Growing up a Muslim woman in America, you are told two things: one, that you are a terrorist, and two, that you are oppressed.
The media treats you with a mixture of contempt and pity; you are a threatening outsider, but also one that needs to be rescued from your tyrannical husband or father.
Marvel's new series starring a Muslim female superhero attempts to flip the script. As Kamala Khan, a Pakistani American teenager living in Jersey City, discovers her superpowers, she also grapples with cultural, religious, and coming-of-age issues.
This is a huge step forward, considering that back in 2008, the Obama campaign had removed two Muslim women from sitting behind the podium at a campaign rally so they wouldn't appear in photos or television coverage.
Until then, I, too, had been swept away like millions of other young Americans in the energy and the promise of the Obama campaign, and then I realized that perhaps he didn’t want my support after all (President Obama later apologized personally to the women, so all was forgiven).
As I watched the GOP primary debates in 2012, eager to partake in the political process as a newly minted political science major, I was crushed when candidate after candidate declared that they’d never appoint a Muslim to their cabinet. The more "moderate" ones said that they’d require Muslims to take a special oath before serving in their government.
That was the moment when I realized that, no matter what I did, a large segment of the American public would always consider me an outsider, even an enemy. As a child, I remember how excited I was to accompany my mother to her citizenship test, telling my teachers that my mom was finally going to become an American. After 9/11, it felt like that had been an illusion, and even I, who was born and raised in America, would never be considered American enough.
As a strong-willed woman, I was also frustrated by the media’s portrayal of Muslim women as backwards and oppressed. I wished journalists would write about something other than the headscarf. Ironically, it is this obsessive focus on whether or not the headscarf is oppressive that has stripped Muslim women of our agency, by reducing us to the veil and constraining our role to our appearances.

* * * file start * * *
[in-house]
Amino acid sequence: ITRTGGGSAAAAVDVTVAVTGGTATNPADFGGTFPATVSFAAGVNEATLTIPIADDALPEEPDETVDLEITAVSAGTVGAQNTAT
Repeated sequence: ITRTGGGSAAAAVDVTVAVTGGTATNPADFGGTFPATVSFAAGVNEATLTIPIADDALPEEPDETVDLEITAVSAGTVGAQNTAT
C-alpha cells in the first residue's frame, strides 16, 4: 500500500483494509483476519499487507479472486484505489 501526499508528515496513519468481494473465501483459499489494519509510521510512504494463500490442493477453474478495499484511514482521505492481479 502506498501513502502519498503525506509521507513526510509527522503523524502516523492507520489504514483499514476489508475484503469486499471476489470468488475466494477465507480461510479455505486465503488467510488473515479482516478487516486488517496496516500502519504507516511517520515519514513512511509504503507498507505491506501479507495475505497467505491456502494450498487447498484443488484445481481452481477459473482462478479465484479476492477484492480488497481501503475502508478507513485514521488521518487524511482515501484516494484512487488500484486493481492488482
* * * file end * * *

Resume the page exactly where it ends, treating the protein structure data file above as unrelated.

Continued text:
This one-dimensional portrayal fails to account for the strides that Muslim women have made in America. We comprise the most highly educated religious group in America, after Jewish women. Research by Gallup shows that 43% of Muslim women have a college or postgraduate degree, compared to 29% of American women overall. Muslim women are more likely than Muslim men to have a college degree, and just as likely to have a profession. The study also found that Muslims, especially young ones, experienced a sense of alienation from mainstream American culture.
Despite the news media’s fascination with Muslim women, they are rarely represented in TV shows and movies (come on, America, even Canada has Little Mosque on the Prairie). A parent was outraged when one children’s book about a Muslim girl was included in a school book fair. It’s funny how people that are supposedly concerned about Islam oppressing women are quick to silence the voices of Muslim women themselves.
This is why the character of Kamala Khan is so important, and even necessary. There is a dearth of substantive portrayals of Muslim women, and this has the power to create change.
As the creative team for the series includes two Muslim women, I am hopeful that it will acquaint the wider American public with a multidimensional, more realistic representation of Muslim women. Just as importantly, it goes a long way towards making Muslims feel included in American culture.
Others in the media should take heed.